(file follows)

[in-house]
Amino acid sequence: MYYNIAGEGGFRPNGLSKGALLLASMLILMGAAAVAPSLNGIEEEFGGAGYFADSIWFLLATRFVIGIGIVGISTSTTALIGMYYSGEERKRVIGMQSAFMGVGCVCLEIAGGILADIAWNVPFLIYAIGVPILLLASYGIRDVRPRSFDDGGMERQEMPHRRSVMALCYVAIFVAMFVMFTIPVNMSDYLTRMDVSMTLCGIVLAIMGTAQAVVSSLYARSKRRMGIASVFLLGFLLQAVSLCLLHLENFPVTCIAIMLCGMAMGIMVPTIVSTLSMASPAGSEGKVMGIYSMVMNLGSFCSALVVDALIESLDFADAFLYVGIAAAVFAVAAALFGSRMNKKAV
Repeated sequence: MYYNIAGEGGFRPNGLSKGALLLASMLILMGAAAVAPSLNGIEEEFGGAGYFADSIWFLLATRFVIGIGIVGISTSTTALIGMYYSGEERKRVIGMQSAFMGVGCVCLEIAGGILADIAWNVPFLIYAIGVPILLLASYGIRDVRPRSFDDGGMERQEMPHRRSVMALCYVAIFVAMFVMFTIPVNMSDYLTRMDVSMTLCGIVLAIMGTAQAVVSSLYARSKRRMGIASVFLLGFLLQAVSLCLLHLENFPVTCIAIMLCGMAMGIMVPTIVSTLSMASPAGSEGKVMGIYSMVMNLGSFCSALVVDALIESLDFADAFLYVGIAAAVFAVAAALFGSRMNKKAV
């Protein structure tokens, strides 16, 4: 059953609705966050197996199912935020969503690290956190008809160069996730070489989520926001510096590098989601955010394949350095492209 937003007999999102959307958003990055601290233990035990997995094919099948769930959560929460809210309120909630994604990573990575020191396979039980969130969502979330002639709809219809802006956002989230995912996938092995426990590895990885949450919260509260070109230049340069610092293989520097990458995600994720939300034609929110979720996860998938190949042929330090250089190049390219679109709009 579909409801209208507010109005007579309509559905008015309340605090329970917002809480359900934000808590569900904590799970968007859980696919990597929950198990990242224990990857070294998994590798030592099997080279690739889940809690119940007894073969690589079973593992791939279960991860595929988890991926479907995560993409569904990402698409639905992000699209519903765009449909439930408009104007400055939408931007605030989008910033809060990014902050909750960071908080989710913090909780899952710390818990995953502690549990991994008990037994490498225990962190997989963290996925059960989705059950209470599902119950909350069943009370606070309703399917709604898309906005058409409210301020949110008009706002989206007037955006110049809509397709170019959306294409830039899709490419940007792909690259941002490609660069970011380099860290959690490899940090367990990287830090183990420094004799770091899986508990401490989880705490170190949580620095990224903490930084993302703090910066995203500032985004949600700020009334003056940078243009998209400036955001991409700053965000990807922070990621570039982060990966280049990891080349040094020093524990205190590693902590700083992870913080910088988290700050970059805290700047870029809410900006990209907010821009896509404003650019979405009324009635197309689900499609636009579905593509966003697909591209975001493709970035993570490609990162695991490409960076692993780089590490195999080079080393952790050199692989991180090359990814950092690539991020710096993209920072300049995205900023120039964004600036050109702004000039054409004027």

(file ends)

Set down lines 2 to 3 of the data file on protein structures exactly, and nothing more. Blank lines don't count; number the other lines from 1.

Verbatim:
Amino acid sequence: MYYNIAGEGGFRPNGLSKGALLLASMLILMGAAAVAPSLNGIEEEFGGAGYFADSIWFLLATRFVIGIGIVGISTSTTALIGMYYSGEERKRVIGMQSAFMGVGCVCLEIAGGILADIAWNVPFLIYAIGVPILLLASYGIRDVRPRSFDDGGMERQEMPHRRSVMALCYVAIFVAMFVMFTIPVNMSDYLTRMDVSMTLCGIVLAIMGTAQAVVSSLYARSKRRMGIASVFLLGFLLQAVSLCLLHLENFPVTCIAIMLCGMAMGIMVPTIVSTLSMASPAGSEGKVMGIYSMVMNLGSFCSALVVDALIESLDFADAFLYVGIAAAVFAVAAALFGSRMNKKAV
Repeated sequence: MYYNIAGEGGFRPNGLSKGALLLASMLILMGAAAVAPSLNGIEEEFGGAGYFADSIWFLLATRFVIGIGIVGISTSTTALIGMYYSGEERKRVIGMQSAFMGVGCVCLEIAGGILADIAWNVPFLIYAIGVPILLLASYGIRDVRPRSFDDGGMERQEMPHRRSVMALCYVAIFVAMFVMFTIPVNMSDYLTRMDVSMTLCGIVLAIMGTAQAVVSSLYARSKRRMGIASVFLLGFLLQAVSLCLLHLENFPVTCIAIMLCGMAMGIMVPTIVSTLSMASPAGSEGKVMGIYSMVMNLGSFCSALVVDALIESLDFADAFLYVGIAAAVFAVAAALFGSRMNKKAV